22
Jul
2021

Overview: What Programming Languages Are in Demand by Developers and by Customers? 

There’s often an interesting dynamic noticeable between developers and customers: developers would prefer to use the languages and frameworks that interest them most at any given moment, while customers would like to use the technologies that have underpinned their earlier solutions. 

We have already explained why taking into account the interests of developers is important, but what is the state of play at the moment: which languages are the most interesting for developers and which are the most in-demand by clients? 

What do developers like? 

There are many ways to measure the popularity of programming languages, but if you look at, for example, which tutorials are most often searched on the web, the most interesting languages for developers worldwide as of June are: 

  1. Python 
  2. Java 
  3. JavaScript 
  4. C# 
  5. C++ 
  6. PHP 
  7. R 
  8. Objectice-C 
  9. TypeScript 
  10. Swift 

You can compare this list to the requirements most often seen in job listings. This specific list is US-specific, but with some concessions, you will find similar demands in most countries: 

  1. JavaScript 
  2. Java 
  3. Python 
  4. C# 
  5. PHP 
  6. C++ 
  7. TypeScript 
  8. C 
  9. Kotlin 
  10. Swift 

All markets are unique 

Commenting on the popularity of different programming languages, Raimo Seero, Chief Technology Officer at Uptime, noted that while the order of popularity may indeed be quite similar everywhere, it must be taken into account that each country is unique so are the technologies that are of interest for developers.  

“The best example of this is Python. Uptime operates in five markets, Estonia, Denmark, Norway, Poland and Switzerland, and the contrast is clear: there are rather few Python developers in Estonia and just as few customers. At the same time, if we look at Finland, the Nordic countries, and the West, there are plenty of Python developers to be found and there is no shortage of customers either,” he said.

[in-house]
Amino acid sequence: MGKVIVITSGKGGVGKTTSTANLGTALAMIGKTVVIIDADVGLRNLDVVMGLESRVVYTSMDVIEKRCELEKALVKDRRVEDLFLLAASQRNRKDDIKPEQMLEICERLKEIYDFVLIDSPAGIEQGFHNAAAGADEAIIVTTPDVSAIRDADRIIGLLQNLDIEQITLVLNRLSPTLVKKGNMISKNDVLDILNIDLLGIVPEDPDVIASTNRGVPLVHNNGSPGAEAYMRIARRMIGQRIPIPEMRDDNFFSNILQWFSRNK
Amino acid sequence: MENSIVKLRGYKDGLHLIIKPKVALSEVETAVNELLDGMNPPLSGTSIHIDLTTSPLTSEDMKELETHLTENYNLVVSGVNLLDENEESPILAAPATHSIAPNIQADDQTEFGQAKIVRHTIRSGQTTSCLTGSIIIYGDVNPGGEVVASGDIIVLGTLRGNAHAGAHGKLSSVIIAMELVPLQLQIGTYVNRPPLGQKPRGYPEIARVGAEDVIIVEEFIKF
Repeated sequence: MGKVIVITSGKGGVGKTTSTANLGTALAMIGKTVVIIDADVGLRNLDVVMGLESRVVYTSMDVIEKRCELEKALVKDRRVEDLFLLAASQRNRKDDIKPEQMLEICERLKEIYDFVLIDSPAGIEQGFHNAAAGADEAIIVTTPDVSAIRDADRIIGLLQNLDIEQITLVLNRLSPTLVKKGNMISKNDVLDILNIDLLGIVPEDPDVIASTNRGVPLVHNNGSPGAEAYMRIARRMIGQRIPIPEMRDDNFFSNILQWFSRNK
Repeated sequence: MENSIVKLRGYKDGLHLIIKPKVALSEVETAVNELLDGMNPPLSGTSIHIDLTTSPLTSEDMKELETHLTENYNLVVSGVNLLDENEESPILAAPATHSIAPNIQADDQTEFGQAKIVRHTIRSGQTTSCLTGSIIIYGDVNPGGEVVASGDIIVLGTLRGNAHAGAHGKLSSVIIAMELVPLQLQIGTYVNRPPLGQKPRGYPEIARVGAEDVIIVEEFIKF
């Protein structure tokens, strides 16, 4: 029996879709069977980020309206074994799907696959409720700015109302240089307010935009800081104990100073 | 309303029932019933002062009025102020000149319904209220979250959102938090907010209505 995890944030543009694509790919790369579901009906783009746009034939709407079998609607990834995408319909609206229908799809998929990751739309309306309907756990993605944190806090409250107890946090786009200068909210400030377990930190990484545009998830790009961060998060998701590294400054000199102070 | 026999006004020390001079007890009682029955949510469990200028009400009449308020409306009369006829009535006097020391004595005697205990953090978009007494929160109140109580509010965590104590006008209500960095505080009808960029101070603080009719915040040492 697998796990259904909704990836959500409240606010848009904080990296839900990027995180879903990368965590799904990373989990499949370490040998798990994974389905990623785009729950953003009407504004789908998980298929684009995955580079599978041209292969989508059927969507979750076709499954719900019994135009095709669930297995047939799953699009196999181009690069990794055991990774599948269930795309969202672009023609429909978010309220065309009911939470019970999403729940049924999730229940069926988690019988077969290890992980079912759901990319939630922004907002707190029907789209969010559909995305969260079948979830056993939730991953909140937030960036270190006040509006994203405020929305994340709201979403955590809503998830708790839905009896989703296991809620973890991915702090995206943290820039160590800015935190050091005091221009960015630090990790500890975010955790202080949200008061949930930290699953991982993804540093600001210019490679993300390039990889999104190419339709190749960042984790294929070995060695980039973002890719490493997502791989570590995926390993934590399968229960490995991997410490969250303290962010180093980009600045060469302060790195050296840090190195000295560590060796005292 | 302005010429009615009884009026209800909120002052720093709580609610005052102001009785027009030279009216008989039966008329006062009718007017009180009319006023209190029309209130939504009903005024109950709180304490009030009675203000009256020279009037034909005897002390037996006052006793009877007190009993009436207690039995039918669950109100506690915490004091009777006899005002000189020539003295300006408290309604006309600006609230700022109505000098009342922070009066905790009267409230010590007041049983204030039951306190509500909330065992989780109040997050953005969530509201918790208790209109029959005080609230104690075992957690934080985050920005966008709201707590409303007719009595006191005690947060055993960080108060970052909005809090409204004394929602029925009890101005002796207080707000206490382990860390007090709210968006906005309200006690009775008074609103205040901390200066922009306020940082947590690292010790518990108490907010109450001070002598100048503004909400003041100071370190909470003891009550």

This is also the reason Seero suggests deliberating a little before committing to a new language. “No skill will hurt you, but if you want to use these new skills in the workplace, it is clearly more sensible to focus on something that’s actually in demand,” he said. 

Looking specifically at the needs of Estonian customers, Seero highlighted the demand for Java, C#, PHP and JavaScript. “These are the languages, not necessarily in the order, on which the IT systems of many major companies are based,” said Seero. 

“It’s quite difficult to pinpoint the exact reasons why one market prefers one technology and another market another one – the countries are simply different. For example, in Estonia and Poland, most customers want to use Azure for cloud solutions, while in Norway Google Cloud is in demand, and in the West AWS is required. The trends are simply different and must be considered both from the customer’s point of view and as a developer as well,” he said. 

Consequently, in the context of Uptime’s markets, Seero recommends choosing C#, Java, or JavaScript/TypeScript for your toolbox. “These languages are relatively safe – versatile solutions can be created, and at the same time there is a noticeable demand for them among the customers,” he said.